Unfortunately I didnt get vaccinated agianst the deadliest insect in the world, the Hepatitis B, or against the most dangerous ocean in the world, the Hepatitis C, boom boom!

N.B: The above endorsement of the NHS has absolutely nothing to with the fact that my Mum works for them.

Monday, December 03, 2007

Gale force nothingness

So, Portland has still been rubbish compared to its own high standards, but i've still managed two lifers since the last update, firstly a Leach's Petrel that flew past the bill a few weeks ago, and more recently 2 Siberian Chiffchaffs in the new crop fields opposite the obs, OK, its not technically a lifer, more a sub-lifer (if such a word exists, if it doesnt, well it does now, so there!) but we're really scraping the barrel this autumn for good stuff. Still, they were interesting birds and I spent a fair bit of time watching them, and managed to hear them calling a fair bit, which was most enlightening. Not in a spirtual way mind, it wasnt like I suddenly saw the light and became all calm, and started floating or any shit like that, though the floating bit could've been quite useful cos it was a right bastard trying to get through the field, all sorts of spiky plants that were grabbing my ankles and trying to pull my trousers down, not to mention the mist nets that were strewn throughout the place.
Anyhoo, enough on that, what else has there been, errrm, well, sod all to be perfectly honest. Some very gusty weather over the last few days looked like it might provide a few seabirds but it stayed a bit too westerly really, apparently its getting stronger in the week and going a bit more south-sou-westerly so we might be in for a few more Leach's.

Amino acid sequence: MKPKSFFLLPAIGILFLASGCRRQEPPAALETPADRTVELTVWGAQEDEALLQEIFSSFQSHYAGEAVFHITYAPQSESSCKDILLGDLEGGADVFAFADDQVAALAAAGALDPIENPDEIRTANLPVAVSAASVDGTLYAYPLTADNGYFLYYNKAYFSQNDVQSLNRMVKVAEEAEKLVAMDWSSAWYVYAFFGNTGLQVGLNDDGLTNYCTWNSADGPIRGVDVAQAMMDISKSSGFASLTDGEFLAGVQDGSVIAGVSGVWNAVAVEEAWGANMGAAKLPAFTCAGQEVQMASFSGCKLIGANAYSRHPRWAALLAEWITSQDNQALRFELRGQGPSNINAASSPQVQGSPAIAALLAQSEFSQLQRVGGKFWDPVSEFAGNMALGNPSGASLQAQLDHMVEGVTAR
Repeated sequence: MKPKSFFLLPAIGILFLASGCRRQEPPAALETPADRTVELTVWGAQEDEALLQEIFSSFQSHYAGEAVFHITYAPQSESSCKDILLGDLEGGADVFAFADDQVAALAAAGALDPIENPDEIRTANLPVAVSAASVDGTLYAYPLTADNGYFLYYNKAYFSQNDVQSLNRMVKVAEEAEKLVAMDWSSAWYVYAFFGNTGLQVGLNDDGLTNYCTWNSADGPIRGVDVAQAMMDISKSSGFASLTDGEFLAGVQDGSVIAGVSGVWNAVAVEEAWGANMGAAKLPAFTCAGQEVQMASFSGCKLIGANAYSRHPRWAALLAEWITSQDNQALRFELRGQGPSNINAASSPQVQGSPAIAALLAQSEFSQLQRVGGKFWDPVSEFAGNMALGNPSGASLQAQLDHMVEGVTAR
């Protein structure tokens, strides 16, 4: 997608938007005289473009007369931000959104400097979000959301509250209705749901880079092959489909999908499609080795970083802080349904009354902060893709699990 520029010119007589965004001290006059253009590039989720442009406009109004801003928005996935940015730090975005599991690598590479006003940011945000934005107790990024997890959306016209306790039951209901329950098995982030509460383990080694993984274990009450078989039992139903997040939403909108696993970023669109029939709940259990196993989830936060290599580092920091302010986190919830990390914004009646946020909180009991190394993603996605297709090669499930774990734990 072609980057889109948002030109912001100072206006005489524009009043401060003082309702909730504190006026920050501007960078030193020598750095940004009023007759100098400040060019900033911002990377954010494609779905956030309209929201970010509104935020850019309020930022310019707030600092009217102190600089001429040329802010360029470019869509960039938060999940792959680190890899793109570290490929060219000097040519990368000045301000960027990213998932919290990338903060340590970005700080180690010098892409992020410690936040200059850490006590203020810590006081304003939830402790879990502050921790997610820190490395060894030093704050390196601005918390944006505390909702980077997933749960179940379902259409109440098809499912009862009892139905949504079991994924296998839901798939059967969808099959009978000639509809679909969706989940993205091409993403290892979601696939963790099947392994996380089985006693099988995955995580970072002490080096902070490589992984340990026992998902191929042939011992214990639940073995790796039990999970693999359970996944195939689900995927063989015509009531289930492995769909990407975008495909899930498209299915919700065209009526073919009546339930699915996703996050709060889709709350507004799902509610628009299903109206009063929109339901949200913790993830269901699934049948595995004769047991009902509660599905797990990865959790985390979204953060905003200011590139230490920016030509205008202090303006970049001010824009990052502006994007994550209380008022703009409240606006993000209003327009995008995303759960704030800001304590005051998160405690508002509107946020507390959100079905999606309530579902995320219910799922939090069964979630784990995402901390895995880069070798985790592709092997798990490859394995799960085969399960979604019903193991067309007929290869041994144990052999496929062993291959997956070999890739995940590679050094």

Pretty much all i did manage in the weekends gales was this juvvy bonxie that hurtled through ferrybridge yesterday, the gale force winds were a handy excude for a shite photo

Tame goldcrest in the garden the other day

Grey Heron at Radipole a while back

And a Shovelbeak at the same time

Can you click 'em? Yes you can! I wouldnt though, they'll still be fucking awful

Saturday, November 10, 2007


This is getting tedious, Portland is still duff!

Well, i guess I cant complain too much, theres been more interesting stuff than most crappy inland sites have had, the best on offer being 2 Black brants at ferrybridge, though these two shoddy distant pictures both show the same bird.

And yet another Yellow- browed Warbler in my garden, the 5th or 6th this autumn!!!

We also had a nice Mealy Redpoll in the garden a week ago, a great garden tick!!

errmmm, what else, added Whopper Swan, Bearded Parrotbill** and Corn Bunting to my pathetic Portland list, and managed to get over to Studland in time to see 2 juv. Surf Scoters in the bay.

**No, not a new species for Britain, I simply refuse to refer to them as Bearded Tits, there is no way those things are tits, Parus montanus is a tit, Bernie Ecclestone is a tit, Panarus biarmicus is not, neither is it a reedling, what a fucking copout that is. Just take one look at the Parrotbills and, bloody hell, don't they look rather similar to beardies, same shape, same colour, even the same bills. they even live in Bamboo stands for christs sake, which basically are whopping great big reeds. Plus its the only way that anyone can ever(knowingly) see a Parrotbill (a wonderful group) in Europe without doing some gay cat. C listing trip to Northern Italy for those feral Vinous-breasted things.(anyone whos done that, shame on you!!)